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For Tyrann Mathieu, his newest nickname reflects the player he’s become

Known for most of his career as the “Honey Badger,” the Chiefs’ safety says his latest nickname — “The Landlord” — speaks to the role he’s assumed in Kansas City.

Kansas City Chiefs v Denver Broncos Photo by Dustin Bradford/Getty Images

When Kansas City Chiefs safety Tyrann Mathieu played for the LSU Tigers, he gained a reputation as a ballhawk, setting an SEC record for 11 forced fumbles (not to mention four interceptions) during his two-season college career, earning him the nickname “Honey Badger.”

Perhaps seeking to distance himself from off-the-field troubles at LSU, Mathieu sought to discourage the nickname when he joined the Arizona Cardinals after they selected him in the third round (69th overall) of the 2013 NFL Draft.

“I don’t necessarily have an issue with it,” Mathieu said in 2019. “A lot of people — they’re familiar with Honey Badger, not necessarily Tyrann Mathieu. I think what I went through about seven years ago, I was just trying to get people to really detach that from Tyrann Mathieu.”

But fans (and sometimes teammates) aren’t always receptive to such official discouragement. The nickname stuck — that is, until Mathieu gave Kansas City fans an idea for a new one as he prepared for his first Chiefs game in September 2019.

Chiefs fans now know Mathieu as “The Landlord” — the guy who comes to collect the rent.

And in 2020, Mathieu made a lot of stops, collecting a personal-best six interceptions (one for a touchdown), 62 tackles (48 solo) and nine passes defensed. He allowed an opposing passer rating of just 60.2 on his way to his third selection as a first-team All-Pro.

Still, Mathieu — whom the Chiefs signed to a three-year, $42 million contract not just for his on-field skills, but also to be a defensive leader — no longer tends to talk about his personal accomplishments.

“Everything we do is about the team,” he told reporters on Wednesday as the Chiefs prepared to face the Tampa Bay Buccaneers in Super Bowl LV. “How can we lift the people around us, how can we be better as individuals, how we can make life better for our teammates around us?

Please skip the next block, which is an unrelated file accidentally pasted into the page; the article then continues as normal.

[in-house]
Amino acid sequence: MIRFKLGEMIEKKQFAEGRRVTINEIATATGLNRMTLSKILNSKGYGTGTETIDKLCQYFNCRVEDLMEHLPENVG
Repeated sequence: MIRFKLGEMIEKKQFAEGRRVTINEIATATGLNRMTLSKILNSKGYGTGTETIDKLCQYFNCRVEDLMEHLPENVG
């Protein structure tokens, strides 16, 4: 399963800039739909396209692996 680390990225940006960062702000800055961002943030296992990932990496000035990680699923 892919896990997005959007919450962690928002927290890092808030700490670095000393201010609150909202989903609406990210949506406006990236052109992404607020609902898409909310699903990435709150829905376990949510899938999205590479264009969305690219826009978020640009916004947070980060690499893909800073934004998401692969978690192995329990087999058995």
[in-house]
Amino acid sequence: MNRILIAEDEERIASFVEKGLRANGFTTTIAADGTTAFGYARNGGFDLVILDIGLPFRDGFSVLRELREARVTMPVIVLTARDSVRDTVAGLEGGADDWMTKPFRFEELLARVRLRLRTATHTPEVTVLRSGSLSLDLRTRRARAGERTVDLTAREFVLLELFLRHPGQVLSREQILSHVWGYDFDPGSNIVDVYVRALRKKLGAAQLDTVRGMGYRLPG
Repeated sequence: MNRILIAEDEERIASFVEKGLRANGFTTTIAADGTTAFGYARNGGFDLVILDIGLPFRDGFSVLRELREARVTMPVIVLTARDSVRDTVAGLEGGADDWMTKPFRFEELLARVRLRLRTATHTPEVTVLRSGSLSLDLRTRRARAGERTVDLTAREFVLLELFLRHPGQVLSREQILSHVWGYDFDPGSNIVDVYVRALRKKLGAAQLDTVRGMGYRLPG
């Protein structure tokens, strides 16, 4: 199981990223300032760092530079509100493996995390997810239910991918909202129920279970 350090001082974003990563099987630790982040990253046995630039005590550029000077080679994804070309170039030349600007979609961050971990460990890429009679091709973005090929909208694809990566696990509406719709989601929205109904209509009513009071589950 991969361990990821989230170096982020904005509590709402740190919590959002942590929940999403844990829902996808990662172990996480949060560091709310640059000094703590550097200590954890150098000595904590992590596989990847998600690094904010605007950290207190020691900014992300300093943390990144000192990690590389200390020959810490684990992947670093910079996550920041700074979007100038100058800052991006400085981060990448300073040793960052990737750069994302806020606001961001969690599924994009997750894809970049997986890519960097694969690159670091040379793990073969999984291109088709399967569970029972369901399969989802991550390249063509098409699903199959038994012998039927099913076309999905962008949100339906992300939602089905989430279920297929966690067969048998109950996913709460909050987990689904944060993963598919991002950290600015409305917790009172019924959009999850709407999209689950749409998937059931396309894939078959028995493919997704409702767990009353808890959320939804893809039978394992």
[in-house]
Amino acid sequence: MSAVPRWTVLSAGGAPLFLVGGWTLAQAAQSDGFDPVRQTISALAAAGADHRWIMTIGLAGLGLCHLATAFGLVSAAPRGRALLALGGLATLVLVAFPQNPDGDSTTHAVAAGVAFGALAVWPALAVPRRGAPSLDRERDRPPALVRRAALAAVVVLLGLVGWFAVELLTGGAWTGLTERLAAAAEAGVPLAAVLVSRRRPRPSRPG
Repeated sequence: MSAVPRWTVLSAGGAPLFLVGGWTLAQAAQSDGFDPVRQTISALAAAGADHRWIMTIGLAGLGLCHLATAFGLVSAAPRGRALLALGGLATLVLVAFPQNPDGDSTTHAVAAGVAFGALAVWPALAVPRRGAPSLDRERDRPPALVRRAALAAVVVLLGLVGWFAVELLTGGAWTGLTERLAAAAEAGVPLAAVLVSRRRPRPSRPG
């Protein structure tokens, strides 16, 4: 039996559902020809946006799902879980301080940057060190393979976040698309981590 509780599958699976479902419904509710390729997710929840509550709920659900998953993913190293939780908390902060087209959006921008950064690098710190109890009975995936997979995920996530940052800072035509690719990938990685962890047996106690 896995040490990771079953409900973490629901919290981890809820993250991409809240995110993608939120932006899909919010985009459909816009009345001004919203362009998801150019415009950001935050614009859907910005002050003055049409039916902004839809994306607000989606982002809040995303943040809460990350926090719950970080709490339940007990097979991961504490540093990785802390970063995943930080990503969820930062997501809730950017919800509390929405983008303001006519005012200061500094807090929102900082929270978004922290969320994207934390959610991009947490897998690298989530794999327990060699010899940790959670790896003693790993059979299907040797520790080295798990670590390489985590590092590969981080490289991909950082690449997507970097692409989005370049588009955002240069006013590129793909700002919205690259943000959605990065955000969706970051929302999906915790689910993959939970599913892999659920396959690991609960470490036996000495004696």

“Obviously, everyone had dreams of playing in this game. These games aren’t always promised, but I think we are grateful. We’re fortunate to be back in this position. And we do have some motivation, knowing that there’s a lot of young guys on our team — a lot of new faces on our team, a lot of guys who were injured last year — who didn’t play in this game. So it means a lot to those guys.”

Asked about his more recent moniker, Mathieu said it is essentially a reflection of his development as a player.

“The Honey Badger is highly emotional,” he explained. “The Landlord? He’s collected. He knows where everybody’s supposed to be. He knows where he’s supposed to be at. But the Honey Badger? Once the ball’s snapped, he’s just like, ‘Go get the ball,’ you know?”

And despite his tendency to refer to himself in the third person, Mathieu — now with his third team — talks like a man who has finally found a home in the NFL.

“I think it’s always great when you’re playing with guys that love the game as much as you, playing with guys that study as much as you — and these guys have great ability as well.

“For me, it doesn’t necessarily matter what role I’m playing in defense — whether it’s man or robber — for me, it’s all about the guys around me. How can I get those guys to play hard, to play better, to communicate more? Because I think we’re all able to do that. I think we’re all able to play fast, play with our eyes, use our instincts and really make plays on the back end.”